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28 October 2014
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Berkshire Way - Lambourn to Hungerford
View of Lambourn across field
Check out the amazing views of Lambourn - if you're not too out of breath!

This is the first part of the Berkshire Way - a special walk put together by BBC Berkshire - that takes in some of the best sights across the county from West to East...

SEE ALSO

Click the links below for detailed maps of this walk

Map 1 - From Lambourn to White Shute

Map 2 - White Shute to Stoney Lane

Map 3 - Stoney Lane to Roman Road

Map 4 - Roman Road to The Holt

Map 5 - From Lower Poughley to Leverton, and Leverton to Hungerford

TIP: SET THE MAP SIZE TO 'FIT IN WINDOW' ONCE IT OPENS

The maps on this page require the free Acrobat Reader plug-in. You'll probably already have this on your machine, but if not it's dead easy to download, free. Just click on the link below.
Download guide and Adobe link

Our maps are from www.get-a-map.co.uk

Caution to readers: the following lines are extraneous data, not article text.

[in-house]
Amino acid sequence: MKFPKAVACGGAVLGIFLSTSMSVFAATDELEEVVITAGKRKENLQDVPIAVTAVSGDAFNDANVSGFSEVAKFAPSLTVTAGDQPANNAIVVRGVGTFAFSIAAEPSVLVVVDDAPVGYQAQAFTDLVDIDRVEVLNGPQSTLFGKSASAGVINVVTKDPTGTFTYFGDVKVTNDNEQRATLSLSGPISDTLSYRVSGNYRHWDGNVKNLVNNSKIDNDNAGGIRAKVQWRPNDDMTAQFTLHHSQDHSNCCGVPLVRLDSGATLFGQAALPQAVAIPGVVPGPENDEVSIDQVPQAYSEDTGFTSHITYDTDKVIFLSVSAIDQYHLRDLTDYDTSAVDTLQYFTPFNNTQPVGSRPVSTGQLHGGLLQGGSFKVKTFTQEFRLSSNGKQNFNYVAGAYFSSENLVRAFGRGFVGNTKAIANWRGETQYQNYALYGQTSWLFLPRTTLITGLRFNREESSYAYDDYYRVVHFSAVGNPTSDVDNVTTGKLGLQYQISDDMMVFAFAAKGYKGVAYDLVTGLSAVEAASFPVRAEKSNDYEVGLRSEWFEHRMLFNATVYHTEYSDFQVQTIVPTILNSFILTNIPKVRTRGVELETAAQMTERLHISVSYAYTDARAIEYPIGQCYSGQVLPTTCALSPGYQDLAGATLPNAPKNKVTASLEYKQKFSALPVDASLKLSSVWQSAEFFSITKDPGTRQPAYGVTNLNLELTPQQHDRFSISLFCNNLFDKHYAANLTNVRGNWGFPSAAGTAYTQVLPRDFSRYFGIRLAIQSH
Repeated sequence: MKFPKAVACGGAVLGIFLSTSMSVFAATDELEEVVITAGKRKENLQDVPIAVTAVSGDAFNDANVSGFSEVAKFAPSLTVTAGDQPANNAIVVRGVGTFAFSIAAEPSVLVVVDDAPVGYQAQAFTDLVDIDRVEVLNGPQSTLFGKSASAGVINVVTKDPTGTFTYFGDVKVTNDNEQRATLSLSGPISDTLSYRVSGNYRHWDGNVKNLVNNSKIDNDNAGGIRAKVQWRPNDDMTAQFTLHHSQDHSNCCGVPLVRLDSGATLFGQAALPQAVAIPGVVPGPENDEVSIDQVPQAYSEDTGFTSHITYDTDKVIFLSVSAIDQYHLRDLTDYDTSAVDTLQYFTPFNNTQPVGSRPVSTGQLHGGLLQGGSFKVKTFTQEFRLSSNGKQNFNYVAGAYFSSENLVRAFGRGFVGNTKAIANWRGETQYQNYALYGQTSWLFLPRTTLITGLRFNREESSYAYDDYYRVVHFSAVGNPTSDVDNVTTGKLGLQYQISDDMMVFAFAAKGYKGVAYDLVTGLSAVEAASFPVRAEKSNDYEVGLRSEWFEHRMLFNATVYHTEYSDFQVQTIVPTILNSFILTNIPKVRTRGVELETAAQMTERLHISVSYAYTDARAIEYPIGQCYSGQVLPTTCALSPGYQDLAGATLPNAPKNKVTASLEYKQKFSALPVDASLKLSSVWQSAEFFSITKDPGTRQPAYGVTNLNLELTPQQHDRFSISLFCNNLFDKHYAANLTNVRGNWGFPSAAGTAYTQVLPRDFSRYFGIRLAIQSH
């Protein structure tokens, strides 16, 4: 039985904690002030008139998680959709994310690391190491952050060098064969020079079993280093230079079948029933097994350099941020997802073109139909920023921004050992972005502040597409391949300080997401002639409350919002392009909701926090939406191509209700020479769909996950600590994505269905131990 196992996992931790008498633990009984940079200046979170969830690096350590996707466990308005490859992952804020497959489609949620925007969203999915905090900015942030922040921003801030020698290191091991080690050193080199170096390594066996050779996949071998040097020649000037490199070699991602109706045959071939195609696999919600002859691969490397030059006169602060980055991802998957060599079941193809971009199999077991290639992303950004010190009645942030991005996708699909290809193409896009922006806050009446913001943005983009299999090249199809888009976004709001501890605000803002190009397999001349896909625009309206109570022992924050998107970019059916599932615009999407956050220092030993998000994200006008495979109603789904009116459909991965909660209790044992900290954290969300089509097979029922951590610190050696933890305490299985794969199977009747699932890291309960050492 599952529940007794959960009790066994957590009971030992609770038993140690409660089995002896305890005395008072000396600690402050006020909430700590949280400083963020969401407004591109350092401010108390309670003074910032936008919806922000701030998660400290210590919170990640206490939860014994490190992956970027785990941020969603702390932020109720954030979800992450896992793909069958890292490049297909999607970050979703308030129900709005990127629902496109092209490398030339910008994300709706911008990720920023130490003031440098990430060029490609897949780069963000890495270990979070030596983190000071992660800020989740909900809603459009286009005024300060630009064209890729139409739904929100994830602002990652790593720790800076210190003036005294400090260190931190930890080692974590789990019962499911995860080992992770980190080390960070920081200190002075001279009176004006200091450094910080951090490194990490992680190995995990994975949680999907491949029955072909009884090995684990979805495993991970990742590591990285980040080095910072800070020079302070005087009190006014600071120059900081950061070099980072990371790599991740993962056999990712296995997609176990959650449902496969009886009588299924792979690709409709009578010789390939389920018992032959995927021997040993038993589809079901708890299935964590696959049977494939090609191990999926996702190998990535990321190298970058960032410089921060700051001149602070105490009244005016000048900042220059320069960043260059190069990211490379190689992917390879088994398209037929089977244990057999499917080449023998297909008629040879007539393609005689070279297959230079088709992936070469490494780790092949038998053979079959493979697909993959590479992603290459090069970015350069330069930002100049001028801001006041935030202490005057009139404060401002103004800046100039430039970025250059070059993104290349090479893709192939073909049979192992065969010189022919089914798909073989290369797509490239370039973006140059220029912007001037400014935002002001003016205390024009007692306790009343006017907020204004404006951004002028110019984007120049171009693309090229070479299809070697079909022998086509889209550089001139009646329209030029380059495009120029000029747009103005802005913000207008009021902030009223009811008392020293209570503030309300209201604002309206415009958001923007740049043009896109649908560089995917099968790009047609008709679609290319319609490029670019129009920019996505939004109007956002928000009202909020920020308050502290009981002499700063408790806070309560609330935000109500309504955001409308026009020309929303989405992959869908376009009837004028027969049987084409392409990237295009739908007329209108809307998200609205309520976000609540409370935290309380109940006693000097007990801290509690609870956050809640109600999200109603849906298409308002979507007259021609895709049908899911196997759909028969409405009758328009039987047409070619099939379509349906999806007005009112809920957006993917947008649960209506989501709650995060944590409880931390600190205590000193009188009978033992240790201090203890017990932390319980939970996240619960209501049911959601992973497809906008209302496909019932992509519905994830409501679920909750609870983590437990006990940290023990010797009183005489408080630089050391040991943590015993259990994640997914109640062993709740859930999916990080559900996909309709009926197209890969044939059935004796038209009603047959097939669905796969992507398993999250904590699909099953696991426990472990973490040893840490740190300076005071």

BBC Berkshire Way Index

BBC BERKSHIRE WALKING AND SAFETY

BBC Berkshire Outdoors

WEB LINKS

West Berkshire Council

The Ramblers' Association

The BBC is not responsible for the content of external websites.

FACTS

The ancient parish church of St Michael and All Angels is a most important village church with its perpendicular tower, fine stained glass windows and neat churchyard.

The lychgate connecting the churchyard to the Market Place is an attractive and welcoming entrance, erected as a memorial to William Jousiffe, a well known Victorian horse trainer.

Some of the tombstones have been cleared from the yard but there is still a quaint inscription on one to John Carter, the last man to be hanged for arson in England.

SOURCE:
www.lambourn.org.uk

Lambourn is known as the Valley of the Racehorse, and is home to trainers Barry Hills and Nicki Henderson.

The name of Hungerford may come from the Danish King Hingwar (alias Ivarr the Boneless) who shot Saint Edmund, King of East Anglia in AD 869.

He was said, by the 14th century chronicler of the Book of Hyde, to have drowned at Hungerford ("Hingwar's Ford").